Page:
Now let me tell you a little about my two most favourite chapters of Volume III. I would like to begin by stressing that in no way do I have an idealistic or romantic notion that our ancestors were far more in tune with nature than we are today. At various stages of history, the attitude towards scent changed.
In writing Volume III, it was my vision to present a different perspective on what we traditionally refer to as subtle aromatherapy practices. I have so much respect and admiration for the many authors and aromatherapists who have significantly contributed to the practice of subtle aromatherapy.
Did you know the Japanese have a word for ‘a pile of unread books’? That word is tsundoku. I have finally had a chance since pre-COVID-19 to have an entire week off. I have decided to unwind at my favourite local getaway: North Stradbroke Island.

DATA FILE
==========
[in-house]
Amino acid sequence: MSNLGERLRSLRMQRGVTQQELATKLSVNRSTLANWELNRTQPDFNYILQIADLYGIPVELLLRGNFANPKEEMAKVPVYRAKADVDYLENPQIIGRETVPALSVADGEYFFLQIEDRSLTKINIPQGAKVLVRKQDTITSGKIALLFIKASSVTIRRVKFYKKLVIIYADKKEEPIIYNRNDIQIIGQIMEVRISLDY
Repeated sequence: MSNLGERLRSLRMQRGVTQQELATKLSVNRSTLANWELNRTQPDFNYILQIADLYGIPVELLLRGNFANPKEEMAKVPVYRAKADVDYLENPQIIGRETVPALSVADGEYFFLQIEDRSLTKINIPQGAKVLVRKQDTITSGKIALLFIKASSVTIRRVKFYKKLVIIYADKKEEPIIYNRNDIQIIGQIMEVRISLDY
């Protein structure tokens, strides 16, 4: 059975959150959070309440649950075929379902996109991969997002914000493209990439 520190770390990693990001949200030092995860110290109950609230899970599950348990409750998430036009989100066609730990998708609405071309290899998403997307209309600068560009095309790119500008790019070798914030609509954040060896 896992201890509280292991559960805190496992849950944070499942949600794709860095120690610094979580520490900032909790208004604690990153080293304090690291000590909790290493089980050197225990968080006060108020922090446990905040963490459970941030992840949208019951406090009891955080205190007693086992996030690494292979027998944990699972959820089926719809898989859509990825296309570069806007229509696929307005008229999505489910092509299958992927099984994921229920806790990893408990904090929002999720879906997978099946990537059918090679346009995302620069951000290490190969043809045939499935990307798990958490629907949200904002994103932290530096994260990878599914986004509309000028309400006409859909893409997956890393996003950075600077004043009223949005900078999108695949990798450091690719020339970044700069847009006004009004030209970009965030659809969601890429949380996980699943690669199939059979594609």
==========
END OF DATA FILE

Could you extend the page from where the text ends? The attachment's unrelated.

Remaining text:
Scent is like music to the sense of smell; evoking emotions, memories and imagery. It is the most abstract of the senses: we are often lost for words when trying to describe a particular scent. At best, we might compare it with other scents or associate it with a feeling, mood or with a fond memory.
Thyme oil has been referred to as one of the most important essential oils in aromatherapy. It is always important to be aware of the chemotype being used. I have been meticulous in sourcing the world’s finest thyme oils from Spain and Morocco. I am very proud
to present the following three thyme oils:
In my 28-year career in aromatherapy, I have seen so many multi-level marketing companies jump on the aromatherapy bandwagon.
They market themselves as having the best quality essential oils and claim to be authorities on the medicinal use of essential oils. These companies